q2 Modify and interpret#
Modify the following graph to visualize an additional variable
"cut". Study the plot, and note your observations below.
Hint: Remember that you can add additional aesthetic mappings in
aes(). Some options include
## TASK: Modify the plot below to *also* visualize the variable "cut". ( df_diamonds >> gr.ggplot(gr.aes( x="carat", y="price", color="cut", )) + gr.geom_point() )
pricegenerally increases with
cuthelps explain the variation in price;
Idealcut diamonds tend to be more expensive
Many of the low-price diamonds have
Part of the big advantage of ggplot is the ability to easily try out different plots. We specify the mapping from variables to aesthetics, and ggplot automatically takes care of generating the plot.
q3 “Swap” aesthetics#
Swap the aesthetic mappings for
"cut" and inspect the plot.
## TASK: Swap "carat" and "cut" ( df_diamonds >> gr.ggplot(gr.aes( x="cut", y="price", color="carat", )) + gr.geom_point() )
Compare this plot with the previous one; is it as effective at showing trends in the data?
This plot is not very effective; it’s difficult to say much about the data based on this visualization.
How difficult was it to try out this new plot? How difficult would it be to swap the variables again?
It was very easy to modify the plot! It would be simplicity itself to try something different.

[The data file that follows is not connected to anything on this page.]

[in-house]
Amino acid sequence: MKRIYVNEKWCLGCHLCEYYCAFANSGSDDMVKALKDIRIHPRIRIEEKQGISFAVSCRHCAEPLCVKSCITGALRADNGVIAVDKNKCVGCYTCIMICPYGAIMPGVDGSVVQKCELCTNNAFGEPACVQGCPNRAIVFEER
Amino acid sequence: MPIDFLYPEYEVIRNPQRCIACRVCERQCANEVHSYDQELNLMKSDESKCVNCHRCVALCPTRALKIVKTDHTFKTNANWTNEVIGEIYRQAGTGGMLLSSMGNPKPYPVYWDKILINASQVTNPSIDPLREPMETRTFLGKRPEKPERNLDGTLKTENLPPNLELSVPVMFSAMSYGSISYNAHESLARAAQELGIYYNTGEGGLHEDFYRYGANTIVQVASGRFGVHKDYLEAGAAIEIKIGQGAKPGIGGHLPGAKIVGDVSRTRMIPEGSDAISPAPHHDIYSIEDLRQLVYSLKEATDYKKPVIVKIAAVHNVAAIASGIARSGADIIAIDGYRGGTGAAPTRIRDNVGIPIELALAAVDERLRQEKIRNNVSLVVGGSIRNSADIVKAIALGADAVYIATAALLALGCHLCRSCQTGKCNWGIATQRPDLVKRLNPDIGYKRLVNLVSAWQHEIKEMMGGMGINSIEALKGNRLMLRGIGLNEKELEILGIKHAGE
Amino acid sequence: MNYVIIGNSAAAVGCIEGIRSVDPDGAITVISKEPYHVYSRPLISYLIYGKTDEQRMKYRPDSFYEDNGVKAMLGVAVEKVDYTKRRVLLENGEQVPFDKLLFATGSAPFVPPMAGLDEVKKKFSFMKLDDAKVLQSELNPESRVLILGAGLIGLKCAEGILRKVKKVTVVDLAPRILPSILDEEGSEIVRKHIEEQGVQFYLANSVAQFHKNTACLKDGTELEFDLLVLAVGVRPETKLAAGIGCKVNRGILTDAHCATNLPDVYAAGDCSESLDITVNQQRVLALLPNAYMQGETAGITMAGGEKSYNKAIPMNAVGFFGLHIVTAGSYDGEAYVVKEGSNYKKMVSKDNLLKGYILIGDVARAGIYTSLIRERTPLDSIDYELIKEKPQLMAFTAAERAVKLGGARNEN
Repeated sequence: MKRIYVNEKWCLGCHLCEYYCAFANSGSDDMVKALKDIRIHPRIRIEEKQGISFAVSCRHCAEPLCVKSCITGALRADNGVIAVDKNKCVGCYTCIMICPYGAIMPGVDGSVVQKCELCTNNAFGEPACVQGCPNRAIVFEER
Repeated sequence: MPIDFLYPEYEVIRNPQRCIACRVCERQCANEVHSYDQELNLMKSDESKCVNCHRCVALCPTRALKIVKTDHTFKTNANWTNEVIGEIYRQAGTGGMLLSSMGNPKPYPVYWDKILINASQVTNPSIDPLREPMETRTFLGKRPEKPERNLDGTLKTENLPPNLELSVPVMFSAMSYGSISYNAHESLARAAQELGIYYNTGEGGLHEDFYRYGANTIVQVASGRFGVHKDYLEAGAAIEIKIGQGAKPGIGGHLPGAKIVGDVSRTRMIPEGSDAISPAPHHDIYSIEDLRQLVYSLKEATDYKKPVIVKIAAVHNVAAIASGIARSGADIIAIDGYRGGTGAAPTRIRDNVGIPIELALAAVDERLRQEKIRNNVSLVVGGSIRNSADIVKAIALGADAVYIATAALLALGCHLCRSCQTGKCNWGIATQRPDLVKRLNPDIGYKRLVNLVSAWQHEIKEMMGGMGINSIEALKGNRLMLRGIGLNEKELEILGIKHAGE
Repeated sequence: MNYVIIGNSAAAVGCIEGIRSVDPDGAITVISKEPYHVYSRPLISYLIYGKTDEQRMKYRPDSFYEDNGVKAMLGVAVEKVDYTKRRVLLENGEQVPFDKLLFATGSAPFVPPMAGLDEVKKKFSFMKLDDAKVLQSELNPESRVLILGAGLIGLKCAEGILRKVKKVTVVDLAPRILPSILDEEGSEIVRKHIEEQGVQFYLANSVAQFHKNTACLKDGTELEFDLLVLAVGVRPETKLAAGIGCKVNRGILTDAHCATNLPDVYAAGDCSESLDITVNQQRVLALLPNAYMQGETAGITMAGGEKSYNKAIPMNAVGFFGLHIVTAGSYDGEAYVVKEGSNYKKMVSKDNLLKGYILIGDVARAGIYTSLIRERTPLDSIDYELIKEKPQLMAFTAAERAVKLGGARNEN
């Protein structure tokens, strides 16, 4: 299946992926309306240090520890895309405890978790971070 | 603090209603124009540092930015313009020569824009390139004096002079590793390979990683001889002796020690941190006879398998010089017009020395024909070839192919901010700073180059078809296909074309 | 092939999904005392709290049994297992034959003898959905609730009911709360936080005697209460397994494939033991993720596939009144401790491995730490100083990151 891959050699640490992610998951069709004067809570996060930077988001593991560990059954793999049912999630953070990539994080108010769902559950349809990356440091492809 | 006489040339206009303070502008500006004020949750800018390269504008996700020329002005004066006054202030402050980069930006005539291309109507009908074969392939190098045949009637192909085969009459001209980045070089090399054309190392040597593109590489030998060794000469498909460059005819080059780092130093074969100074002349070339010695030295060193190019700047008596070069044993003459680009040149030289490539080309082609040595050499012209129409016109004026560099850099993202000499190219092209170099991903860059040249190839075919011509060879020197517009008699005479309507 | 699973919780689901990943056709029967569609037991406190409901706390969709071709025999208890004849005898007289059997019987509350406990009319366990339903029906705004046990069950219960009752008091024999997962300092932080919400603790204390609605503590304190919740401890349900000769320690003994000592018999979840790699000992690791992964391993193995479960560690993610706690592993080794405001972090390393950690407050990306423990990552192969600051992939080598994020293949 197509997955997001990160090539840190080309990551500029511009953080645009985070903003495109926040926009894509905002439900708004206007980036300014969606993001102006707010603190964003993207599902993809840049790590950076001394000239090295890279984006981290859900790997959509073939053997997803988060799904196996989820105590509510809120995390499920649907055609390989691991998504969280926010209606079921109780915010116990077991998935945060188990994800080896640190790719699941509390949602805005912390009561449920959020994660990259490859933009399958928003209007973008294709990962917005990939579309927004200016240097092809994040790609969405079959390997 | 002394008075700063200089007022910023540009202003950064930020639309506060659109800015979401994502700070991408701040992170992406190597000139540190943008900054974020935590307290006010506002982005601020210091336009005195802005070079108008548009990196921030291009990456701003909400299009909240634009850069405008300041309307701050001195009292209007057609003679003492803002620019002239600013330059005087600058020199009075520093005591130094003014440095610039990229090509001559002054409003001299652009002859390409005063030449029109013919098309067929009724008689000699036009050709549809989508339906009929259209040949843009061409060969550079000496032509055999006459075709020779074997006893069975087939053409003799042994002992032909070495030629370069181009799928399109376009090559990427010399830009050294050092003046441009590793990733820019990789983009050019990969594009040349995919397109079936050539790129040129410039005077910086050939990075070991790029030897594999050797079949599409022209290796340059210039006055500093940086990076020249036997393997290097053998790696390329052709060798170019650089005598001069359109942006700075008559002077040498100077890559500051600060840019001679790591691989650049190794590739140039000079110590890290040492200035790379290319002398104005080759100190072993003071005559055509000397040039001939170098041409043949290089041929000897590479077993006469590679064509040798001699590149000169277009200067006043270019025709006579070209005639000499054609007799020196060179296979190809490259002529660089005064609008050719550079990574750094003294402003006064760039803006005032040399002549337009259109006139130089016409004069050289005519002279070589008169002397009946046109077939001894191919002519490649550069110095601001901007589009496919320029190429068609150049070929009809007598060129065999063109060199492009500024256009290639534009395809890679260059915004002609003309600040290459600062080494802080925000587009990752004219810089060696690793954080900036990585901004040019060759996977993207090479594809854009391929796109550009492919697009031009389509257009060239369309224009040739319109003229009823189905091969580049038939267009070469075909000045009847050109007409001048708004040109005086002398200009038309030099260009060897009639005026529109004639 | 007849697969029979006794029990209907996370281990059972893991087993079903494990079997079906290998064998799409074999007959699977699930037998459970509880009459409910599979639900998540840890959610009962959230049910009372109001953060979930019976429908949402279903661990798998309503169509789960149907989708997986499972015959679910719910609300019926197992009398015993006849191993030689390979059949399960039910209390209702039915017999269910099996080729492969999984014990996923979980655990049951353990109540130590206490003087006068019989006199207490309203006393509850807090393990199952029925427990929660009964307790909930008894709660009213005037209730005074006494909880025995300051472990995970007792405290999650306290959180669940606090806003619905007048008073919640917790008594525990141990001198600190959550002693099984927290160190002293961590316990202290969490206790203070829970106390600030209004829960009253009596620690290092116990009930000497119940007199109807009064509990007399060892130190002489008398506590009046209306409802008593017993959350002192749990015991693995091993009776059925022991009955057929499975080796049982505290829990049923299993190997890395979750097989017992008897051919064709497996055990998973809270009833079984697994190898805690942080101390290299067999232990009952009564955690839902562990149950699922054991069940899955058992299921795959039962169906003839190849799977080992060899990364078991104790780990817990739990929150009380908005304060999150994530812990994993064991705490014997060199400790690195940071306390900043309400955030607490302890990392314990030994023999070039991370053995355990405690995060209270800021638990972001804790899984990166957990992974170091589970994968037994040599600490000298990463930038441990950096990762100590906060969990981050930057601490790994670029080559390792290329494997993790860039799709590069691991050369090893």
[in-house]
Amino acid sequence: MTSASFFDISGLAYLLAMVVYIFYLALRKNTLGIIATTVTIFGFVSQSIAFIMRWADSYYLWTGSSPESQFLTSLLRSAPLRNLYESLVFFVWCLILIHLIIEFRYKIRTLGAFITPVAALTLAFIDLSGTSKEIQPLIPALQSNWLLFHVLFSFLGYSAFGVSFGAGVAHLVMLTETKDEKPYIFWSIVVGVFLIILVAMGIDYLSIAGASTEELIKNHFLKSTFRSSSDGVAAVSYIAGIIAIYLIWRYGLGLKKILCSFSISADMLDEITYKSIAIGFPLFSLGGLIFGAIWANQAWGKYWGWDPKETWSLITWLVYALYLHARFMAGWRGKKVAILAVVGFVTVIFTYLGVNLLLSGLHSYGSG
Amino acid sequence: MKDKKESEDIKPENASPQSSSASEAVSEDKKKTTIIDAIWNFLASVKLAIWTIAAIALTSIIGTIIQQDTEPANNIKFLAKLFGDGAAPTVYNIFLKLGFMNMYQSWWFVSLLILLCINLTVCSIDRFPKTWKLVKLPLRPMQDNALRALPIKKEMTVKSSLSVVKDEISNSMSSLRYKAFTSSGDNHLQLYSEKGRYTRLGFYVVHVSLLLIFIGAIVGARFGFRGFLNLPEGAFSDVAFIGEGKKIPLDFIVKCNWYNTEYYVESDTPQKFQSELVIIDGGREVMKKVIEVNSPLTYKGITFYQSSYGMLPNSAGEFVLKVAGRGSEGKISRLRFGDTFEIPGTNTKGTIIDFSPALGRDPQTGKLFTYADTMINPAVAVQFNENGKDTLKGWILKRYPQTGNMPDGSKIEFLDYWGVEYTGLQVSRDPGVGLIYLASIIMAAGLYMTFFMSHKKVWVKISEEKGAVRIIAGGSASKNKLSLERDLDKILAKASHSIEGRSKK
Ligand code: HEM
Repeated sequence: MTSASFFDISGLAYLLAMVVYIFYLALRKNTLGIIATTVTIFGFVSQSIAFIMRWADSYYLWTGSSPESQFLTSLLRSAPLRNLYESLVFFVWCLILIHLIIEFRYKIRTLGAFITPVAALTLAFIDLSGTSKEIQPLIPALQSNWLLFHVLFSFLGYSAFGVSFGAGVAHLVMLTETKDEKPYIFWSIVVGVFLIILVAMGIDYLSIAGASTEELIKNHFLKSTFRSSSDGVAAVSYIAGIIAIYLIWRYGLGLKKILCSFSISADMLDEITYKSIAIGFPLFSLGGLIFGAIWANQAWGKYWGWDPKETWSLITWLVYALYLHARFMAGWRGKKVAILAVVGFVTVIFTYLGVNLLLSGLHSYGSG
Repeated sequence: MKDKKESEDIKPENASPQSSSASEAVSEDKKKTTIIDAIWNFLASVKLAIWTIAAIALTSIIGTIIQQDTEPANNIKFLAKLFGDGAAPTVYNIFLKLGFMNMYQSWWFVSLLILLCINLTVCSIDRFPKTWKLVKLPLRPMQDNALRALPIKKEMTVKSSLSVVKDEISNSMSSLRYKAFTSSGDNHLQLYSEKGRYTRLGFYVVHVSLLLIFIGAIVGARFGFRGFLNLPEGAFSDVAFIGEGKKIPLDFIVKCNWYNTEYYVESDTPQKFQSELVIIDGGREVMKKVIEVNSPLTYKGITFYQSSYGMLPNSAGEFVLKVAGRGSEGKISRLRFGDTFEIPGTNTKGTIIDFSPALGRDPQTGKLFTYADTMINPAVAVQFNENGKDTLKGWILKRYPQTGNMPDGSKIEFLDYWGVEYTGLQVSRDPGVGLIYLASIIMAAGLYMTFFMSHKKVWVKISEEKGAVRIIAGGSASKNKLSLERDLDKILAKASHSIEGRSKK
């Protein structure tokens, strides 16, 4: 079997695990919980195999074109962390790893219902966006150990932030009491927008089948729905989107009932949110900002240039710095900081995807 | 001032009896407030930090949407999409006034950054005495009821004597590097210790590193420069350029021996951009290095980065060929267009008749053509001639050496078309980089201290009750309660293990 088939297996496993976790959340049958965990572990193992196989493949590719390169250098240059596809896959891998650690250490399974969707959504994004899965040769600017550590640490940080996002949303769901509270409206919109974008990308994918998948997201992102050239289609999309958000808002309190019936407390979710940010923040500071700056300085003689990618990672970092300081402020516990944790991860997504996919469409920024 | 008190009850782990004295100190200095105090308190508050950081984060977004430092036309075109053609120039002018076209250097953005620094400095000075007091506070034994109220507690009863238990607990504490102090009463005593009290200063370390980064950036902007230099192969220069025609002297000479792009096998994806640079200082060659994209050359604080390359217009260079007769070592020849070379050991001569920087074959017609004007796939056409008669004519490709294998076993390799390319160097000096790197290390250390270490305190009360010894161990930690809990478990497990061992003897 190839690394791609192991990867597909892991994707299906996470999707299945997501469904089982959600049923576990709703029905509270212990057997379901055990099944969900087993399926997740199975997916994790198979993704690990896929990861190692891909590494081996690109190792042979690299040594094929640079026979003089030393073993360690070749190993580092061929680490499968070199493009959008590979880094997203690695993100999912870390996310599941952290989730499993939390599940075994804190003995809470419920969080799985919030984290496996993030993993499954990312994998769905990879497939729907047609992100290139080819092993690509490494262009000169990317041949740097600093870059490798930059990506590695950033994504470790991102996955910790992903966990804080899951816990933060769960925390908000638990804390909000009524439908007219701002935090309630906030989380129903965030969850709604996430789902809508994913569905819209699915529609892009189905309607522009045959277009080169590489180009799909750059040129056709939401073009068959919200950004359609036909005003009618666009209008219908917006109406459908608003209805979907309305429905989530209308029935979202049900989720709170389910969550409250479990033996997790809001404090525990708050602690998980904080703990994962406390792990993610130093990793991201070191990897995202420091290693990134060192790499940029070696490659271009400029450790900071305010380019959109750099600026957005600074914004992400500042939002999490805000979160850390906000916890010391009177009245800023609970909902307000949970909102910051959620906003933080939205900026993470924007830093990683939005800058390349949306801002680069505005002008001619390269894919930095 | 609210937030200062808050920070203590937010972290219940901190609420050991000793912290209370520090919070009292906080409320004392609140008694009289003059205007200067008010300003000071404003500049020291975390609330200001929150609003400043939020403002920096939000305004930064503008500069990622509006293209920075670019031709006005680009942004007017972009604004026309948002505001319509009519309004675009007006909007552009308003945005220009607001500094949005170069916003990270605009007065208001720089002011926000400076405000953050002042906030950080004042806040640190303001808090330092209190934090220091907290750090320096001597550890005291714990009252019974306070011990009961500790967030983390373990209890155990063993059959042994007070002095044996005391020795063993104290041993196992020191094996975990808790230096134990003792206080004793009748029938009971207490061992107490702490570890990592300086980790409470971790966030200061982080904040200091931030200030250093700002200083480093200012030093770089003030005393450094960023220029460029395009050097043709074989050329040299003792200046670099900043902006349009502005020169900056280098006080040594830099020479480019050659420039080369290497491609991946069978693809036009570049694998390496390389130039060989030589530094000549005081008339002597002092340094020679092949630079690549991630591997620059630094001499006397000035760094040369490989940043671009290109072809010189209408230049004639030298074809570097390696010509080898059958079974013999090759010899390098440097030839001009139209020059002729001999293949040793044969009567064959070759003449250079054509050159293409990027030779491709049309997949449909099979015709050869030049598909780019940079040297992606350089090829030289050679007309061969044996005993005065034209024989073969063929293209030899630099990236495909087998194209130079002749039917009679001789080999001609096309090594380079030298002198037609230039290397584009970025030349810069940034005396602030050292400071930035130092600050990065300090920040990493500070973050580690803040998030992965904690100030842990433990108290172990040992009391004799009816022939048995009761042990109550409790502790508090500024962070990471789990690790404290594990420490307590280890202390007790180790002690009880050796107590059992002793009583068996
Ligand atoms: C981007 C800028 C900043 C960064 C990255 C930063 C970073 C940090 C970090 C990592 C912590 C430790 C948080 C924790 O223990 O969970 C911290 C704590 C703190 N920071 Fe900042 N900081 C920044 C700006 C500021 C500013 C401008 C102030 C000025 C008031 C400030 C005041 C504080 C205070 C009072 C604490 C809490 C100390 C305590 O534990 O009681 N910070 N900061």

In addition to mapping variables to aesthetics, we can also fix aesthetics to modify the plot. This is one way we can toggle various options in the plot.
For instance, rather than mapping color to a variable, we can simply fix color to a single value:
( df_dataset >> gr.ggplot( gr.aes( x="x_variable_name", y="y_variable_name", # Don't map color # color="color_variable_name", ) ) + gr.geom_point(color="salmon") )
Note that here we set the
color keyword in the geometry
gr.geom_point(), not in the aesthetic
gr.aes(). Every aesthetic of a geometry can be set to a fixed value, or mapped to a variable. You will practice doing this in the next task.
q4 Set an option#
Make the points in the following plot highly transparent using the
alpha aesthetic. Answer the questions under observations below.
alpha keyword argument takes values between
[0, 1]; values of
1 are completely opaque, while values of
0 are completely transparent. Intermediate values are more or less opaque.
## TASK: Modify the following visual to reduce the transparency # of the points with the `alpha` keyword argument. ( df_diamonds >> gr.ggplot(gr.aes(x="carat", y="price")) + gr.geom_point( alpha=1/10, ) )
Due to the transparency, darker regions are places where there are more points, and lighter regions are plaes where there are fewer points. Keep this in mind when interpreting the graph.
Where do you see more points? Where do you see fewer points?
There are generally more points at lower carat, with a large bulk below
carat < 1.5. There are also concentrations of points at some select higher
Do you see any strange “patterns” in the plot?
There are strange “vertical bands” in the data at special
caratvalues; for instance, note the vertical band near
carat == 1.5and
carat == 2.0.